The scientists also showed in their study that small regulatory RNA molecules play an important role in the infection. This is an important strategy of the bacteria, since it allows them to adapt certain metabolic processes in order to make new nutrient sources rapidly available – basically some form of evolutionary adaptation of the bacteria to their host. Because they compete with the host for certain metal ions, such as iron, manganese or zinc, both the bacteria and the host cells have special iron-binding molecules, by means of which they compete for the available iron to ensure their own survival. "Despite its strong immune response, the host can ultimately not win the fight against the bacterial infection," says Petra Dersch. "The bacteria inject potent toxins, so-called effectors, into the host cells that kill the cells."

In another experimental set-up, the HZI researchers and their colleagues from the Braunschweig Integrated Centre of Systems Biology (BRICS) of the Technische Universität Braunschweig, the University of Saarbrücken and the TU Munich studied Yersinia infections also on the level of individual bacterial cells. In this systems biological approach, it was evident again that the intestinal bacteria are quite capable of adapting to the environment that is prevalent in the lymphatic tissue of the host. "A complex genetic circuitry allows certain virulence genes to be "switched on" spontaneously in some Yersinia cells, but not in others. This variation may assure the survival of the pathogen in the host, since some bacteria may be better adapted to a different situation that may arise in the intestines in the future," explains Aaron Nuss, who is a scientist in Petra Dersch's team. "We have not yet been able to exactly analyse the full scope of the variation of the pathogen populations and the possible benefits for the bacteria. Once we understand this better, we will be in a better position to control these pathogens."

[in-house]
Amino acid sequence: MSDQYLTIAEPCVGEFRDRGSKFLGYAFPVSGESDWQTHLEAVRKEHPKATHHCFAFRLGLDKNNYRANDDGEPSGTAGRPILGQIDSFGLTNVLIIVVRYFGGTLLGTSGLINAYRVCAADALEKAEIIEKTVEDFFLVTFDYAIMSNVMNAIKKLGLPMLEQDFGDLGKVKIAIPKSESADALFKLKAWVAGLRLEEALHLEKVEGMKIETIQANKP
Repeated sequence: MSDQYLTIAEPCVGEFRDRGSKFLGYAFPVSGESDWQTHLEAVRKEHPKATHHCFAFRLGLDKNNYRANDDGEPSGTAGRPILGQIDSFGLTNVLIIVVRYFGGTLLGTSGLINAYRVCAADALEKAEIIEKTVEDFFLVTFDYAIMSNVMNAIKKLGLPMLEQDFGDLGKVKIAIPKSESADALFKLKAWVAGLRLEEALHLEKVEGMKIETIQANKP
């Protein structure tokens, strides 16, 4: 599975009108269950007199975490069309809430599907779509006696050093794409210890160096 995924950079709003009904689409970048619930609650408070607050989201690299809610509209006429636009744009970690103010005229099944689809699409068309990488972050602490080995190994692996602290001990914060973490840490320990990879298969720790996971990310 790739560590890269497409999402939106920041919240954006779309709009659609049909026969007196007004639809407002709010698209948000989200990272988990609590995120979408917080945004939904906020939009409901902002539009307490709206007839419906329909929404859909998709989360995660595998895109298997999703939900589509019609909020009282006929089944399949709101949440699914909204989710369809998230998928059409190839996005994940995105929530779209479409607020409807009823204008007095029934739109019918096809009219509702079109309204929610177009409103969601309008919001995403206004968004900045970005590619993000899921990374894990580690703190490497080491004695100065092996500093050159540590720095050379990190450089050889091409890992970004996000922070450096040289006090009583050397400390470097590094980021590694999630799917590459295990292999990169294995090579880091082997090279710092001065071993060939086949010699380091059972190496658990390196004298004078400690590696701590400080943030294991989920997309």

"The new experimental options involving the latest technology allow us to gain important insights into the interplay between pathogen and host during an infection in tissues and on the basis of the individual cell," says Petra Dersch. "In the future, we will also be able to derive transcription profiles of other pathogens in order to detect still-unknown gene functions that are essential for the survival in different hosts. Moreover, this will improve the identification of potential targets for medications."

The press release and a picture are available on our website: https://www.helmholtz-hzi.de/en/news_events/news/view/article/complete/how_gut_b...

Original publications: